speculate that low income households give more sacrificially out of their
incomes because they have less to deal with.

We do a study every other year for Bank of America (NYSE:BAC) on
philanthropy among high net worth households, and we see that very high net
worth households tend to give a larger and larger share of income compared
to the middle class and lower middle class in the United States.

MATHISEN: Patrick, thank you very much. Patrick Rooney with Indiana
University`s Lilly Family School of Philanthropy.

ROONEY: Thanks for having me.

MATHISEN: And coming up, seeing green a small business hoping to
make it big when New York`s new medical marijuana laws kick in in the New


EPPERSON: Here`s what is to watch tomorrow. Lots of economic data
to keep an eye on, including durable goods orders, a read on personal
income and spending. The new home sales report is also out. That`s what
you need to watch Wednesday.

MATHISEN: The New Year will bring changes to New York. Some
marijuana laws, the state`s five licensees will be able to legally sell
medicinal cannabis in early January.

And as Kate Rogers (NYSE:ROG) reports from Johnstown, New York, one
entrepreneur is ready to open for business.


marijuana startups will be ringing in the New Year with green, raking in
their first official sales.

After being awarded one of the state`s five licenses for medicinal
marijuana operations earlier this summer, Vireo Health of New York is
gearing up to begin selling on January 5th. The company has invested
upwards of $5 million in its Johnstown, New York cultivation center, which
features it eight flowering rooms each with hundreds of plants. They`re
also building out a 20,000 square foot grow house.

DR. KYLE KINGSLEY, VIREO HEALTH: What`s surprising to most folks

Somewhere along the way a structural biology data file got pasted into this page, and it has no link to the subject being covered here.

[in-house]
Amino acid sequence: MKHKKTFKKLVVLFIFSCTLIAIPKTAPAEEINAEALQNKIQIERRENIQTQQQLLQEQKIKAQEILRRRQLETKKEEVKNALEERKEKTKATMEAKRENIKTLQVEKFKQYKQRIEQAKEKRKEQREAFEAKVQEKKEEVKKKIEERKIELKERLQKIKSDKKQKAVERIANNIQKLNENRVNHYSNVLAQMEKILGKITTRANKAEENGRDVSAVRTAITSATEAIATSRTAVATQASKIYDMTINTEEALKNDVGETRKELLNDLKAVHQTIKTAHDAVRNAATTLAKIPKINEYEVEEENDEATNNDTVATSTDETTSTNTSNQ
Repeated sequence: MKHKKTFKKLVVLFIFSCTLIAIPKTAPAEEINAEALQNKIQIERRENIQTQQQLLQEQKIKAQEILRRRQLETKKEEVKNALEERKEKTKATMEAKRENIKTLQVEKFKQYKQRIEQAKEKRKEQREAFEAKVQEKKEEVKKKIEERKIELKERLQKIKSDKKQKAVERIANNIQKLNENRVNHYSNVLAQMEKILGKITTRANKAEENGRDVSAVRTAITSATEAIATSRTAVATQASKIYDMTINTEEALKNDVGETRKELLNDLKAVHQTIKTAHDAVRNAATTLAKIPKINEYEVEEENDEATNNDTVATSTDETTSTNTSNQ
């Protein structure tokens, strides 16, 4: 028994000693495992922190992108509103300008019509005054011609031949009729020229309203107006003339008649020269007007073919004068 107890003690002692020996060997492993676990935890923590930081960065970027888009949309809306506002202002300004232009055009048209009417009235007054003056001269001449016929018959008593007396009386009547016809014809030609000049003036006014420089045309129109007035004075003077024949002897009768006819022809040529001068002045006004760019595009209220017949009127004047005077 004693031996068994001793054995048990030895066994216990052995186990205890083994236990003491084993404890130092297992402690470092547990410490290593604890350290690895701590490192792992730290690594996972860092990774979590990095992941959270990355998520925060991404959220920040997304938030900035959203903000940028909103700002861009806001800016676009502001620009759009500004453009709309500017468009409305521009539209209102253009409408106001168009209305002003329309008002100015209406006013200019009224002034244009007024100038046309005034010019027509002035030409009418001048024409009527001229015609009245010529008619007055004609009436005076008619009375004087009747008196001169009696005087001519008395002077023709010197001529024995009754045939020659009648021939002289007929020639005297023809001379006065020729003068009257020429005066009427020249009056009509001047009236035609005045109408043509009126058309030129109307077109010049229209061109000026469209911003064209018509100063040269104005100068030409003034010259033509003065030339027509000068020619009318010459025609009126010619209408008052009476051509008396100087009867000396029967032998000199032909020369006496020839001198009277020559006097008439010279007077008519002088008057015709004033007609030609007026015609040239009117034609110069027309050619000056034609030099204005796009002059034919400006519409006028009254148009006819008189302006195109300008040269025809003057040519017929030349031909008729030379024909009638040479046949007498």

most of our medications aren`t intoxicating. Some of our medications are
high in THC, which is important for some patients in some conditions. But
most of our medications are predominantly CBD, which is not intoxicating.
And so, actually, three of our five products are not going to cause any

ROGERS: The company will open up four dispensaries across the state
in 2016, including one in Queens. The catch with New York`s state law is
that you can`t actually smoke any of the cannabis. So, all of the plants
that you see here behind me will be turned into oil for vaporization and
also capsules to be injected orally.

New York`s law, the Compassionate Care Act, is one of the most
restrictive in the country. Right now, there are only ten approved
illnesses for patients to get certified for treatment. Among them are ALS,
cancer, AIDS or HIV, and Parkinson`s Disease.

Another catch: insurance won`t cover medicinal marijuana. But Vireo
Health says it`s committed to expanding patient access.

KINGSLEY: As far as far as the low income program, folks that are on
medical assistance with reduced incoming are going to qualify for a 10
percent reduction across the board in all their products.

ROGERS: The Department of Health for New York state says the doctor
certification and education process is ongoing and with just two weeks left
until sales begin, patient certification should be up and running shortly.

For NIGHTLY BUSINESS REPORT, in Johnstown, New York, I`m Kate Rogers


MATHISEN: And to read more about the business of medicinal marijuana
in New York, head to our Web site,

EPPERSON: That`s NIGHTLY BUSINESS REPORT for tonight. I`m Sharon
Epperson. Thanks so much for watching.

MATHISEN: And thanks from me, as well. I`m Tyler Mathisen. Have a
great evening, everybody. And we will hope to see you right back here
tomorrow night.